Algorithms Data Word Error Rate ()
MF (Target) SF (Source)
Supervised MD 3.2 6.0
Supervised MDsrc
Supervised MD3p
Wav2vec MDsrc
Wav2vec2.0 MDsrc
APC MDsrc
Wav2vec MD3p 3.6 5.8
Table 2: Comparisons of Word Error Rate (WER) between supervised baselines, three self-sup algorithms.

5.2 Semi-Supervised Learning

The first block in Table 3 shows semi-sup results. Semi-sup MDsrc denotes RNN-T training using MDsrc for labeled data and MF for unlabeled data. Semi-sup MD3p denotes RNN-T training using MD3p for labeled data and 97% MF for unlabeled data. NST produces the pseudo labels for unlabeled data. Compared to Supervised MDsrc, Semi-sup MDsrc improves MF (target domain) WER from 6.2 to 3.4. There is only 0.2 % gap between Supervised MD. Semi-sup can reduce most of gap of OOD generalization, even without target domain data. Semi-sup MD3p closes the all the gap, whose MF WER is same to the full data baseline: 3.2%. All semi-supervised experiments have the same SF WER to the baseline as all of them uses same amount of source domain data.

The teacher model for semi-sup has almost the same architecture as the student model. One difference for the teacher model is that it is non-causal. The self-attention right context is and convolution layer is not causal. The teacher model uses the same amount of data as the student model. The teacher model is trained with MDsrc for Semi-sup MDsrc and MD3p for Semi-sup MD3p.

Algorithms Data Word Error Rate ()
MF (Target) SF (Source)
Semi-sup MDsrc
Semi-sup MD3p 3.2
Self + Semi-sup MD3p 3.1 5.7
Table 3: WERs for semi-supervised learning.

5.3 Self + Semi-Supervised Learning

The second block in Table 3 shows self + semi-sup WERs. In Table 2, Supervised MD uses all the labels of both source domain (MDsrc) and target domain (MF) data. Wav2vec MD3p has better SF (source domain) WER than the supervised baseline because self-sup improves overall generalization as mentioned in Section 5.1. Semi-sup MD3p has the same MF (target domain) WER to the baseline because semi-sup resolves OOD generalization as mentioned in Section 5.2. Combined both self- and semi-sup are complementary. In Table 3, Self + Semi-sup MD3p show even better WERs for both MF (target domain) and SF (source domain). Our domain adaptation method not only reduces all the OOD generalization gap but also improves source domain performance.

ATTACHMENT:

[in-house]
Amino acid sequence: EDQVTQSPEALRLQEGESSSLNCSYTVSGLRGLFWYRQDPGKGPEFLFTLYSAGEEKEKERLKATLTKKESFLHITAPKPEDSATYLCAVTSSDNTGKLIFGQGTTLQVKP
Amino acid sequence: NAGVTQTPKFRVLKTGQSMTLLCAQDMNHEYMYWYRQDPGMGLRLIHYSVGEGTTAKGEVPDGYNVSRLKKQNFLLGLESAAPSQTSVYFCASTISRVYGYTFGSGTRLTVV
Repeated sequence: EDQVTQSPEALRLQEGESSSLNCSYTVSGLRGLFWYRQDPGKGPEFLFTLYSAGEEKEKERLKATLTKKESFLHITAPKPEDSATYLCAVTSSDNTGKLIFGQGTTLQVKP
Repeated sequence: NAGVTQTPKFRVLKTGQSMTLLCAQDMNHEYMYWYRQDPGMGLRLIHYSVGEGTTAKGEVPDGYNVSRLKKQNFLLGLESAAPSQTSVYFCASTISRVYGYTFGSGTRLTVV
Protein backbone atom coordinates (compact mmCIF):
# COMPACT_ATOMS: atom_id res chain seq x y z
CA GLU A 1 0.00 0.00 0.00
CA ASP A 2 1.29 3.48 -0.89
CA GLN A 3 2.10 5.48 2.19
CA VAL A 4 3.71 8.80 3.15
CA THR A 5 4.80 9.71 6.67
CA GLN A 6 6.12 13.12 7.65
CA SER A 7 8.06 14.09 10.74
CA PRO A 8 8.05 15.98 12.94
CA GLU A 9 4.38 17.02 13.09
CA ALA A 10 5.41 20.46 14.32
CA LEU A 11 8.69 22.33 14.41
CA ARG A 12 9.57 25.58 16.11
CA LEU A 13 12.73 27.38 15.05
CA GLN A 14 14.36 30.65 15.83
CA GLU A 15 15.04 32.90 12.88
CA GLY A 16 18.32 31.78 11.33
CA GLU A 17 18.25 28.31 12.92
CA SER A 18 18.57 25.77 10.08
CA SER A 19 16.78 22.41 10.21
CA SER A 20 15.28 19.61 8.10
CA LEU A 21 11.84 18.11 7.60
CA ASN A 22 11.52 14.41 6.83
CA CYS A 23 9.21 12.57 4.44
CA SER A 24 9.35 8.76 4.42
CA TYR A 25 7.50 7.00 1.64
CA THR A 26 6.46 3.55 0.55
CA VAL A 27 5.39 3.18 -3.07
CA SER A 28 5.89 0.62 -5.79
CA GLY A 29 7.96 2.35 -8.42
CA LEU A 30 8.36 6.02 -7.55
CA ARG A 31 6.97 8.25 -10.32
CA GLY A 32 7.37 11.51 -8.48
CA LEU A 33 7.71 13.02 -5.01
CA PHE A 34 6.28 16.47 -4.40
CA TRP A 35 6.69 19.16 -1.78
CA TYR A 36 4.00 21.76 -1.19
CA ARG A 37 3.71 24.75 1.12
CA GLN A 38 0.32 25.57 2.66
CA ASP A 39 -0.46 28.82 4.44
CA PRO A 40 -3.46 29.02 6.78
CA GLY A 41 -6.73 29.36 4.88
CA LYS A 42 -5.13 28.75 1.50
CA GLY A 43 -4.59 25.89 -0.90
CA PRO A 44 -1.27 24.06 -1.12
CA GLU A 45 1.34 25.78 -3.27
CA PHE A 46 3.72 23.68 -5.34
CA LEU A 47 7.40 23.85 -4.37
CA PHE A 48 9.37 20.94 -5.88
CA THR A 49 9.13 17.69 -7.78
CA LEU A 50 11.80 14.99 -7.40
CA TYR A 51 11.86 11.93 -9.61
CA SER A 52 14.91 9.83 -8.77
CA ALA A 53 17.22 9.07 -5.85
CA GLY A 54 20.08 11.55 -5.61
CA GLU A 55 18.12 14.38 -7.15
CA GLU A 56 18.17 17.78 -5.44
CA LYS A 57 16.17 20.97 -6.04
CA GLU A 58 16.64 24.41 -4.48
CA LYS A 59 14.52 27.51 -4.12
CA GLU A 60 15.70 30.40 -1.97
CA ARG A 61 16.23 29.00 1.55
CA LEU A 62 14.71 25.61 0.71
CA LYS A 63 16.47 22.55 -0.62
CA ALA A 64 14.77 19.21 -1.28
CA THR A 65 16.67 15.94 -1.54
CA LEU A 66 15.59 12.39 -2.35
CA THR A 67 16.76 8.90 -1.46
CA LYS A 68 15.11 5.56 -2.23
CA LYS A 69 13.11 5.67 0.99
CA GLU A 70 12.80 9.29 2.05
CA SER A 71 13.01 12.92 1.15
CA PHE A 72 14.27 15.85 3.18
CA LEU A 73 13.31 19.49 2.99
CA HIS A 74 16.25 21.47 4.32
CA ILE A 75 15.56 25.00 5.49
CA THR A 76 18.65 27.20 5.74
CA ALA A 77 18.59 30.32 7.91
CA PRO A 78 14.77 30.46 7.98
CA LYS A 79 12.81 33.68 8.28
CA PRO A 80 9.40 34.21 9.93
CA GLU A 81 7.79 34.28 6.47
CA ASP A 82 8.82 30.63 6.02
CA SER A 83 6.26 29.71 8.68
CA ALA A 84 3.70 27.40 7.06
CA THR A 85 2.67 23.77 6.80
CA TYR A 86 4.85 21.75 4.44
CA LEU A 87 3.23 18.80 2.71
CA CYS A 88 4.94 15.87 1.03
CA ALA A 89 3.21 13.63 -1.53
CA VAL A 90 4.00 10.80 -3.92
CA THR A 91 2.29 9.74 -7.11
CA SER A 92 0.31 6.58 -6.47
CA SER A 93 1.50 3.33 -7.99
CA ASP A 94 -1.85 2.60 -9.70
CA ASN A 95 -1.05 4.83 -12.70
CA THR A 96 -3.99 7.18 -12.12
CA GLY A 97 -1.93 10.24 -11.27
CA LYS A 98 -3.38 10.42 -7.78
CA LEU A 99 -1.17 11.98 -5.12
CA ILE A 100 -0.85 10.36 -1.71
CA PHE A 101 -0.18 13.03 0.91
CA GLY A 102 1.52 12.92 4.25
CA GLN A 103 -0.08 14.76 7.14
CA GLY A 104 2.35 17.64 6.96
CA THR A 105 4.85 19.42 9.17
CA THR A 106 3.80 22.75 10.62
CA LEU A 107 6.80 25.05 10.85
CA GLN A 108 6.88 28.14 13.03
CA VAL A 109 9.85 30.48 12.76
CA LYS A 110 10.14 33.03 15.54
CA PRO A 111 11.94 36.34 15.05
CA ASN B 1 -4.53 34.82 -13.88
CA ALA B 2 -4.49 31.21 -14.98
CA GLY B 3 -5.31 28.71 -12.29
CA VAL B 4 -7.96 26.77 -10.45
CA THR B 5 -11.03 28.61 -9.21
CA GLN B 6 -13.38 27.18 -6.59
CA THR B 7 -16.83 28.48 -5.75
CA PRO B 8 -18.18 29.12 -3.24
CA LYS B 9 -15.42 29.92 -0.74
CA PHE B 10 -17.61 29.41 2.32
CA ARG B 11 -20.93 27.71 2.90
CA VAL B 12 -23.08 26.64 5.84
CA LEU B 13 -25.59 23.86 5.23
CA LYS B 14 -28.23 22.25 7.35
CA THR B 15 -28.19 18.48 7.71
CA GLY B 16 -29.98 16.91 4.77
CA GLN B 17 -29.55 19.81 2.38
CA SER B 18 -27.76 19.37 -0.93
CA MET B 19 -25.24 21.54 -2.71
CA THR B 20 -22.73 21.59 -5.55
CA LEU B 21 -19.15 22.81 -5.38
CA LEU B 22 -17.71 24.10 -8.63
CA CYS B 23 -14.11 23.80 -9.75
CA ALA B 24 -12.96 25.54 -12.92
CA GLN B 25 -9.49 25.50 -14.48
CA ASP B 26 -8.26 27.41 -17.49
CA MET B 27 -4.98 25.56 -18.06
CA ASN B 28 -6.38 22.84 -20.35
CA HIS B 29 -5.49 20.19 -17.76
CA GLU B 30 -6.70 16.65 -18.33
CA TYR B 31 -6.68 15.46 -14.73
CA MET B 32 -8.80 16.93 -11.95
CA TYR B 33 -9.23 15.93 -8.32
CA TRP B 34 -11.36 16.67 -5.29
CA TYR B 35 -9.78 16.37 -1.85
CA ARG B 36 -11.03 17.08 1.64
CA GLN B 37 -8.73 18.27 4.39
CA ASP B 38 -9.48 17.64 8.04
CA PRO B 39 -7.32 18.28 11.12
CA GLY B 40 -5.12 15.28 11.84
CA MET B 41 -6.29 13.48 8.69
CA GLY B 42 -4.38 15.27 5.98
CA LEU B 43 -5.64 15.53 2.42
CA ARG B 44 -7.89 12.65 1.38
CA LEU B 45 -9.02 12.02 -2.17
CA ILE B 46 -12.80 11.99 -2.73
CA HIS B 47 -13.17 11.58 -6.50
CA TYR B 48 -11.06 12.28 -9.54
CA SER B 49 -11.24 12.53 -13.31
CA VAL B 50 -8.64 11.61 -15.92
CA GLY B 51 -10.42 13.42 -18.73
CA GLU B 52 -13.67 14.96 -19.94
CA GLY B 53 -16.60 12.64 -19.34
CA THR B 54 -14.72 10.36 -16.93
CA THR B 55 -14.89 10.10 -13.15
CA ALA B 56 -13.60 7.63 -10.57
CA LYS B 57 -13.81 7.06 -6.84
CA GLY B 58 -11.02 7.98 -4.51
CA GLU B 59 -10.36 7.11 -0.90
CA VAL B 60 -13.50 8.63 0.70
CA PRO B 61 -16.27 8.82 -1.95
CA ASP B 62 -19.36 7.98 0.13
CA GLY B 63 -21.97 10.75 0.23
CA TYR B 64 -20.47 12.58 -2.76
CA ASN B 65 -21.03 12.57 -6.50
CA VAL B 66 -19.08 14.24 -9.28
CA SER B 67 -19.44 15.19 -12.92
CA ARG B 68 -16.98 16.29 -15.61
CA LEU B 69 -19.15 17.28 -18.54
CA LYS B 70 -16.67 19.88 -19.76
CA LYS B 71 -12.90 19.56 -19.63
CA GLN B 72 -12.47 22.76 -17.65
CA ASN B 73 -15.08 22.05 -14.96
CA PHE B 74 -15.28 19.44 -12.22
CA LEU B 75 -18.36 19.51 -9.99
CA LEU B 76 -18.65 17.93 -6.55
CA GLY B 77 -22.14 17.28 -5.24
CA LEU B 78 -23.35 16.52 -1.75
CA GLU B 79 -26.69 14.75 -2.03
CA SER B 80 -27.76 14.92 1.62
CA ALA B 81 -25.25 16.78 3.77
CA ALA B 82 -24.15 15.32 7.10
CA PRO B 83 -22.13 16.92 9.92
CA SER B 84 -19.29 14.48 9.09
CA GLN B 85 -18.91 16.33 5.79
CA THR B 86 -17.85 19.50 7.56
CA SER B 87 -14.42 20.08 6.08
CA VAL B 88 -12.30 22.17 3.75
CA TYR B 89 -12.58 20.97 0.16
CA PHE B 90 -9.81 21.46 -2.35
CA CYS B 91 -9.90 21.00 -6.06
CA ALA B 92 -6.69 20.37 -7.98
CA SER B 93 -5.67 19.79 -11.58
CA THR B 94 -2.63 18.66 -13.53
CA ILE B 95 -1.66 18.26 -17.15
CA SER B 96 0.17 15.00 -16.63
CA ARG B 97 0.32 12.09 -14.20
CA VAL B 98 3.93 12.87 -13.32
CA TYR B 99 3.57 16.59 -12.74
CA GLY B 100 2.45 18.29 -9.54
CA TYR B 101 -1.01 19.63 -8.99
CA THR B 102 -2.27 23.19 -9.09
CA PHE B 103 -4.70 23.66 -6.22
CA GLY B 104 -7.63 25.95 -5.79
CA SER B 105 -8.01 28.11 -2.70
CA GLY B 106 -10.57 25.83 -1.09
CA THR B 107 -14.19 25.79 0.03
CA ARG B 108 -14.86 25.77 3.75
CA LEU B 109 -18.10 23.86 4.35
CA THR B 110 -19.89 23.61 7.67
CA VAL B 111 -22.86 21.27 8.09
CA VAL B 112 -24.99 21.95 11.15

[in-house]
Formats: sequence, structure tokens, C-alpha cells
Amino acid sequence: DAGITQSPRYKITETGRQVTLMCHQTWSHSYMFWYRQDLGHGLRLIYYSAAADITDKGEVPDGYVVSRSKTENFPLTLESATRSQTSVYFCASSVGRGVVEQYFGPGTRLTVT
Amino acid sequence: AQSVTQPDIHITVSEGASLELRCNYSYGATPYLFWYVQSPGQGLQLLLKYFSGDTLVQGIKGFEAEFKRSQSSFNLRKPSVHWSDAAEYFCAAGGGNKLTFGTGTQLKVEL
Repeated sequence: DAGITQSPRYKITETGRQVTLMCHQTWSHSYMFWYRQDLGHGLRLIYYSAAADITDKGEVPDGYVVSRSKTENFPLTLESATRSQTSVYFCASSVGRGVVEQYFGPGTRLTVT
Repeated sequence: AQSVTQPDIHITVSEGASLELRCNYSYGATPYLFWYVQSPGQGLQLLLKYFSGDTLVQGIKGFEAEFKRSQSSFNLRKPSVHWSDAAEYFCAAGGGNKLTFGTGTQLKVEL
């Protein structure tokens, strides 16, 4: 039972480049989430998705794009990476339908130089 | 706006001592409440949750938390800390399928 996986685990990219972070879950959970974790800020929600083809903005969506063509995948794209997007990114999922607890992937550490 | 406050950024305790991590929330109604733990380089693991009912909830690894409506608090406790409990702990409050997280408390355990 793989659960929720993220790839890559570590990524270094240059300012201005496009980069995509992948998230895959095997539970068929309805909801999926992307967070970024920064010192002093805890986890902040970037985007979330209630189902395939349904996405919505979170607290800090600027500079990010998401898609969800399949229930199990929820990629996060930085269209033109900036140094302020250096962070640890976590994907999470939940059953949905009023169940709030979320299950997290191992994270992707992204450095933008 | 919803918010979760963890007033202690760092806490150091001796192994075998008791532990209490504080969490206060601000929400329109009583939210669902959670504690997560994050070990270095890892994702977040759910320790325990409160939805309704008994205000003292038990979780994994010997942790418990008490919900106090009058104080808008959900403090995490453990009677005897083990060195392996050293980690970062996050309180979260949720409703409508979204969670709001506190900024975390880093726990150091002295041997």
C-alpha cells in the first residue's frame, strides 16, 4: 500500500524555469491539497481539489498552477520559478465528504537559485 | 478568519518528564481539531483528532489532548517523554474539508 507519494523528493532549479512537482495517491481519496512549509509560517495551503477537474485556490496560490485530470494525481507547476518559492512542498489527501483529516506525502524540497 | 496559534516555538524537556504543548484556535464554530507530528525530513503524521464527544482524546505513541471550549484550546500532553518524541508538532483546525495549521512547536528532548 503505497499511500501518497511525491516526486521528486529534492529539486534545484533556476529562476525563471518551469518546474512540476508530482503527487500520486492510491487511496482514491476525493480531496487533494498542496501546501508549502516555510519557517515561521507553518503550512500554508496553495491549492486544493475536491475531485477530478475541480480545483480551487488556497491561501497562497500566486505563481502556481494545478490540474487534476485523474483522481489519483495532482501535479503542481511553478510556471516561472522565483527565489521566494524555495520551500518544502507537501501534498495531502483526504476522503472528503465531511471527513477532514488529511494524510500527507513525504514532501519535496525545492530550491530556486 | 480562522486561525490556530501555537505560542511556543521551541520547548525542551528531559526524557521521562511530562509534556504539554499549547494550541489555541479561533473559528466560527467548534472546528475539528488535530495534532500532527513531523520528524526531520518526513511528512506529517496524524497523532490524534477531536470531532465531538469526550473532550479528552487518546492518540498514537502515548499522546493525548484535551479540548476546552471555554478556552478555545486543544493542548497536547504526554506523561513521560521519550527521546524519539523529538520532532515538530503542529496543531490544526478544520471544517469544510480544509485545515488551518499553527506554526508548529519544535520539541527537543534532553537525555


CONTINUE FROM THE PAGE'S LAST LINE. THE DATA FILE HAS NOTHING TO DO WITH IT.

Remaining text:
5.4 Confidence filter for Semi-Supervised Learning

In Table 3, all semi-supervised experiments use a confidence filter [15] that filters out target domain (MF) data when the utterance-level confidence score is less than . This results in dropping % of MF utterances and improves the teacher WER on the target domain by %. Without confidence filter, both MF and SF WERs are slightly worse.

Using only high-confidence utterances results in higher quality pseudo labeling, which enhances MF (target domain) WER from 3.2 to 3.1. As the teacher is trained with MD3p, it tends to be more confident to source-domain-like SF data. This results in additional SF (source domain) WER improvement from 5.8 to 5.7. It indicates that confidence score threshold should be tuned per fraction of target label data.

Algorithms Word Error Rate ()
MF (Target) SF (Source)
Self + Semi-sup w/o filter
Self + Semi-sup w filter
Table 4: WERs of combined self- and semi-sup with/without confidence filter on MD3p.

5.5 Combined Self-Supervised Learning

In Fig 2, Combined W2V2 (Green line) reaches WER 4.6 at 300k step, while W2V2 requires 900k steps for both pre-training and supervised learning. Total training steps is reduced significantly. In addition, Combined W2V2 reaches WER 4.4, which W2V2 never reach. It’s because Combined W2V2 utilizes Wav2vec2.0 loss on the causal encoder, so there is no transition gap from non-causal to causal unlike the Wav2vec2.0 experiment. It brings out the full potential of Wav2vec2.0 objective. However, Combined W2V (Pupple line) requires the same steps to reach the converging point to W2V (Blue line), as both utilize a causal audio encoder.

In Table 5, Combined W2V + NST and Combined W2V2 + NST has additional semi-sup stage. They have the same MF (target domain) WER to Self + Semi-sup MD3p in Table 3. However, their SF (source domain) WER is worse than Self + Semi-sup MD3p (5.7%). We leave the weaker in-domain generalization power of combined training for future study.

Figure 2: Comparison of WER convergence with and without combined training for wav2vec and wav2vec2.0.
Algorithms Word Error Rate ()
MF (Target) SF (Source)
Combined W2V
Combined W2V2
Combined W2V + NST 3.1
Combined W2V2 + NST 3.1
Table 5: WERs of combined self-supervised learning with MD3p.

6 Conclusion

In this paper, we investigated a domain adaptation method by combining self- and semi-supervised learning. Self-sup improves overall generalization and semi-sup closes out-of-domain generalization gap. Both methods complement each other. Extensive experimental results demonstrate that the proposed methods using only 3% of the labeled target domain data obtain better WERs on both the target and source domains than the baseline.

7 Acknowledgements

We thank Hasim Sak, Anshuman Tripathi, Jaeyoung Kim, Qian Zhang, Yonghui Wu, Ruoming Pang, Yu Zhang, Arun Narayanan, Tony Bruguier, Lillian Zhou, Petr Zadrazil, Zhehuai Chen, Andrew Rosenberg for helpful discussions.